Tag Archives: Scaffolding

Sweller’s Goal Free Effect… giving it a go.

Thanks to a recent tweet by Dylan Wiliam, and a great article that it linked to by Michael Pershan, I gained a fuller understanding of a cognitive effect that I’ve been exploring recently (see this paper), the ‘goal free effect’.

Discovered by John Sweller, it essentially posits that explicitly trying to solve a problem can result in a lot of ‘attention’ or ‘working memory’ (see here for a discussion of which term to use) being expended in the search process, limiting (or eliminating) the working memory available for ‘learning’ from the actual task. The result is that the problem gets solved, but the problem solver fails to make any generalisations from the solution and won’t be able to necessarily do it again in future.

It doesn’t come across as a a particularly complex theory, but what I’ve been trying to work out is how to make it work in a classroom. I read Pershan’s post but was keen to know more about linking the goal free approach to explicit learning intentions that the teacher has for the lesson (we discuss that here if you’d a bit more detail on this chat).

Sometimes it takes trying something out to get your head around it, and I was determined to do so. This week I encountered a question that I wanted my students to be able to solve, and I thought the goal free effect might be relevant. Here’s the question (see part b):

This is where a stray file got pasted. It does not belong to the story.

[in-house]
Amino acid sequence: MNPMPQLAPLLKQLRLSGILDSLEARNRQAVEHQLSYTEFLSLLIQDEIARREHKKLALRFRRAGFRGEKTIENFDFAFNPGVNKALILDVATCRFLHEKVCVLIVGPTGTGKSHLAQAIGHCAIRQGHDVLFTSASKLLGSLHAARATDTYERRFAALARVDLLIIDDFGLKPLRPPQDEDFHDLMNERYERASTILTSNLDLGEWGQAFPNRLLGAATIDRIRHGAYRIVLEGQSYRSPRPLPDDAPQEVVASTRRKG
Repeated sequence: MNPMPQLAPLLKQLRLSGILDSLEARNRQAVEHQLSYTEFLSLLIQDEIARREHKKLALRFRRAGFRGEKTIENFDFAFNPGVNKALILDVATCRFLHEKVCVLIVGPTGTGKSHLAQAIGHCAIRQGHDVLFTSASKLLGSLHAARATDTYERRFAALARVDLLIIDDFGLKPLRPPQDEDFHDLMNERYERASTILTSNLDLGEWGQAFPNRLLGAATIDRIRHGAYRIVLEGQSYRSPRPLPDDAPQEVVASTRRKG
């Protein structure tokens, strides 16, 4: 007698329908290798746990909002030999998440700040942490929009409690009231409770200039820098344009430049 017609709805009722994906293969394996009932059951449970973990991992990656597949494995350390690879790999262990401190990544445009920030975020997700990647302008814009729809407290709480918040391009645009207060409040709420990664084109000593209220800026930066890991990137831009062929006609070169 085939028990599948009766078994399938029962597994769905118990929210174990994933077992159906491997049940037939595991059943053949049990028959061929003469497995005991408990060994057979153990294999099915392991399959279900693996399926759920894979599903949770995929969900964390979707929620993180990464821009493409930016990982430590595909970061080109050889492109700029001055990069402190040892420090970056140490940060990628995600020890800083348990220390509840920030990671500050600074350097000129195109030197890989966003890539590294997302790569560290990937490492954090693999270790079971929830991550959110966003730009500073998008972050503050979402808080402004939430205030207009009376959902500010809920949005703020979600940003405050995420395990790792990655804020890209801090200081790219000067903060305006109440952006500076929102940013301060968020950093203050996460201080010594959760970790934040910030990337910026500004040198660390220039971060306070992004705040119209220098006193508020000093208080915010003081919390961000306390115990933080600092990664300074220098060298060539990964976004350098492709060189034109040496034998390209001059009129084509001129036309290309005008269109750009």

Question to use with the goal free effect

I recognised that there was a danger here. This was a relatively open question and I anticipated that several of my students would find it difficult. I could anticipate that many of them would just stare at the table without making connections and then after some work time and a few prompts I’d show a solution (or they’d find it themselves in the resource) but, because they’d been so solution focussed along the way, they’d just write the provided solution down and try to memorise it (the provided solution just focussed on the trend for 19 years and under) and fail to see all of the associations that they could have pointed out in the table.